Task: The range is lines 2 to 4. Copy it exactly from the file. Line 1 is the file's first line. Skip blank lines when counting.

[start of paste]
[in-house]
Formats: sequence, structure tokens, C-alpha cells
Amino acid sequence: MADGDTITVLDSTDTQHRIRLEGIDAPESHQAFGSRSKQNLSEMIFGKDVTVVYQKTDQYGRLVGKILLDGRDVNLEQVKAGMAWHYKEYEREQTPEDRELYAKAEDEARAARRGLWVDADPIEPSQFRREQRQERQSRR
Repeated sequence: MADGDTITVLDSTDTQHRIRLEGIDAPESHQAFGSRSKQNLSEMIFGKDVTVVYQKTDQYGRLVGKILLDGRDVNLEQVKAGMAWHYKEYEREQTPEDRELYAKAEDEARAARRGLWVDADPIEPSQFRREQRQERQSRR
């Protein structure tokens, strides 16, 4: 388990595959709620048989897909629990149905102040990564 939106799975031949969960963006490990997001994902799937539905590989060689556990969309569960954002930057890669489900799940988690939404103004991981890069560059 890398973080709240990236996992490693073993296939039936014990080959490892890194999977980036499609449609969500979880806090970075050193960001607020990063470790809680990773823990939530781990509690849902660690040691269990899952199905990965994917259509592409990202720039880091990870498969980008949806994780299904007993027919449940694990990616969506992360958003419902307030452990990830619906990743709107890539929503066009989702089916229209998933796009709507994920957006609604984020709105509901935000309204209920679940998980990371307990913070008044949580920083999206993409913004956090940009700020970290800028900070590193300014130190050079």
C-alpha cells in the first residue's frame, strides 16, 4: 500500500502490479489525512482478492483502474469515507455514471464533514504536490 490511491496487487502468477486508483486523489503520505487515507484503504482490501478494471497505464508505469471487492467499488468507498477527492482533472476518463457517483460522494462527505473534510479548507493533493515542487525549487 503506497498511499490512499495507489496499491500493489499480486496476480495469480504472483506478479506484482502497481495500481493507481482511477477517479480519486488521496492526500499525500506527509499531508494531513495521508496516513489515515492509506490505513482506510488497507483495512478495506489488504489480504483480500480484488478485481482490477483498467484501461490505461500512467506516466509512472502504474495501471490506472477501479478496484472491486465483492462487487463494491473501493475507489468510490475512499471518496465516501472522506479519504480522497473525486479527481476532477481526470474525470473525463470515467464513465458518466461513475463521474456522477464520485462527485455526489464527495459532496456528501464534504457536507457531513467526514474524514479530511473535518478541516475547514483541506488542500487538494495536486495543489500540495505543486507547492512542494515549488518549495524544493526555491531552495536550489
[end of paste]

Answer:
Formats: sequence, structure tokens, C-alpha cells
Amino acid sequence: MADGDTITVLDSTDTQHRIRLEGIDAPESHQAFGSRSKQNLSEMIFGKDVTVVYQKTDQYGRLVGKILLDGRDVNLEQVKAGMAWHYKEYEREQTPEDRELYAKAEDEARAARRGLWVDADPIEPSQFRREQRQERQSRR
Repeated sequence: MADGDTITVLDSTDTQHRIRLEGIDAPESHQAFGSRSKQNLSEMIFGKDVTVVYQKTDQYGRLVGKILLDGRDVNLEQVKAGMAWHYKEYEREQTPEDRELYAKAEDEARAARRGLWVDADPIEPSQFRREQRQERQSRR